The point of the tour was to highlight the progress made by the department in remedying some of the numerous problems at the 87-year-old plant highlighted in a report issued late last year.
“All 147 of the safety issues mentioned in that report has been addressed,” Martin said.
The office building has been thoroughly renovated and the shop area has been cleaned up as well. All of the trash has been cleaned out of the back yard of the plant, and the roof has been repaired so that there are no longer any leaks.
“That should have been done 10 years ago,” Martin said.
New valves have been put into a basin that had previously been out of commission, and it is now fully operational. A new chlorine analyzer has been installed to replace one that was more than 15 years old, and the daily operator logs have been revised and updated. New fluoride pumps have been installed, and an oil leak over the clear well has been fixed. The clear well has also been covered up, “so there’s no way oil is getting in there,” according to Martin.
The chemical feeding points have been changed, which means that operators will be more able to maintain the proper Ph for the water. It will also make the water less corrosive and better for pipes. “It helps with fluoridation,” Martin said. “You need to be able to maintain a 1.0, but we haven’t been able to do that for the last five years because of the redesign of the plumbing.”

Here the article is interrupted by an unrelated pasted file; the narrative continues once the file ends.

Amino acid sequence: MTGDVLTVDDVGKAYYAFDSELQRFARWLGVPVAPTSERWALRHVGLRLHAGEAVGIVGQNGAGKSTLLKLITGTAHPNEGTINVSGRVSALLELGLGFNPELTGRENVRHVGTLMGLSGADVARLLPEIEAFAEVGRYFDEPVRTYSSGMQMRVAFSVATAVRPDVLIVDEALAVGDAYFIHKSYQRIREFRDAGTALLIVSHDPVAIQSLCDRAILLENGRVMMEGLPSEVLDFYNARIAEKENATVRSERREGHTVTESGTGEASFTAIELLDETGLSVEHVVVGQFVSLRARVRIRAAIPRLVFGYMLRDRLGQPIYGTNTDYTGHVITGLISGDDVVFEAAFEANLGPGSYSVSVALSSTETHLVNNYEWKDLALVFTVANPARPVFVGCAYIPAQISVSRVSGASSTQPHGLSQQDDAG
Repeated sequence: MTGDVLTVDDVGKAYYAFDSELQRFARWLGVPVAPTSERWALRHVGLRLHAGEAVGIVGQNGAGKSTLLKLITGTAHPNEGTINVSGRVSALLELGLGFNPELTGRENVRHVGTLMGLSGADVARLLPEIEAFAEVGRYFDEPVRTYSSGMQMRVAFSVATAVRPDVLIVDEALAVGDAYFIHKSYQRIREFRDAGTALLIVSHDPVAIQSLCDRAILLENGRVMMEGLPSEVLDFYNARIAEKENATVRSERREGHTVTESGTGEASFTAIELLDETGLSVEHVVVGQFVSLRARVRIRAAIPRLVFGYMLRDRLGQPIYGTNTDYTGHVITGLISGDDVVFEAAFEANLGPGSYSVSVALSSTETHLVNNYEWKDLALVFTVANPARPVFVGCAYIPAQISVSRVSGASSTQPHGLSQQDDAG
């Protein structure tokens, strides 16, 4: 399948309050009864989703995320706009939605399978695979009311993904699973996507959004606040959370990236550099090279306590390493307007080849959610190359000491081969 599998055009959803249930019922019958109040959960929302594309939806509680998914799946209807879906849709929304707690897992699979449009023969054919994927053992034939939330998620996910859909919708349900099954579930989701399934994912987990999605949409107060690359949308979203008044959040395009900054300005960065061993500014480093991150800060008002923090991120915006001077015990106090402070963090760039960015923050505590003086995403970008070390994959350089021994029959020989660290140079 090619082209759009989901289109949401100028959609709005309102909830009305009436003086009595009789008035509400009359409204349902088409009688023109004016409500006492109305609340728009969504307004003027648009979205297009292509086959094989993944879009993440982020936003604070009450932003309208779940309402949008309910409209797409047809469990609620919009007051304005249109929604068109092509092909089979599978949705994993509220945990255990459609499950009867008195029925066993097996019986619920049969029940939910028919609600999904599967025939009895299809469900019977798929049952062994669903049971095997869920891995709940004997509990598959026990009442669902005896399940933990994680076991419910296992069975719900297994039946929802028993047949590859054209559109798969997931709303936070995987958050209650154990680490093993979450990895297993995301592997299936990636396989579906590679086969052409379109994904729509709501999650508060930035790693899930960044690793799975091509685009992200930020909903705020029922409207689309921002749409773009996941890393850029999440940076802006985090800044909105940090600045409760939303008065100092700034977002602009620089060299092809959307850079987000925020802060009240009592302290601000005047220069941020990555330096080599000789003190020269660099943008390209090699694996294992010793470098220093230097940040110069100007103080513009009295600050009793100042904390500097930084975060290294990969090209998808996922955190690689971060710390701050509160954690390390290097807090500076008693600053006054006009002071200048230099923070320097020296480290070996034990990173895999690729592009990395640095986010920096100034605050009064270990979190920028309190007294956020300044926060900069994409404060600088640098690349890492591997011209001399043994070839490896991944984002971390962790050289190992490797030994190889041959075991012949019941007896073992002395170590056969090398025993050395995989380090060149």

Although this process sounds complicated, Martin said these changes cost about $30 to accomplish.
There have also been new chlorine scales installed at the plant and at four wells. “It helps us maintain the proper chlorine residual just by letting us know how much we’ve got left,” he said.
A new “soft start” system and new motors have been installed at the Amanda Bingham Well and the at the surface water intake point.
Fuller estimates that all of the work done to date has cost the system well under $100,000.
Martin is quick to point out that all of the recent fixes and renovations were the result of group efforts. “Everybody, the folks from the service center, the water and sewer people, everybody worked together. There is no I in team, and we wouldn’t have been able to get any of this done without everybody pitching in and helping. Karen Phillips and the folks from the Public Works Department helped out, too, and I really want them to know that we appreciate it. Plus, with all we’ve done, the water quality is already improving.”
Stampfler characterized the conditions at the plant as “dramatically improved, and obviously a great deal of work has gone into correcting these safety violations.”
The council has granted Stampfler the authority to negotiate an interim private management contract for the water and sewer system in the wake of last year’s report, and that process remains ongoing.
“Funding remains a key issue,” he said. “Doug has done a great job with the safety issues, but we’re still talking with the companies that have expressed an interest. We’re hoping to have something ready by the first council meeting in May.”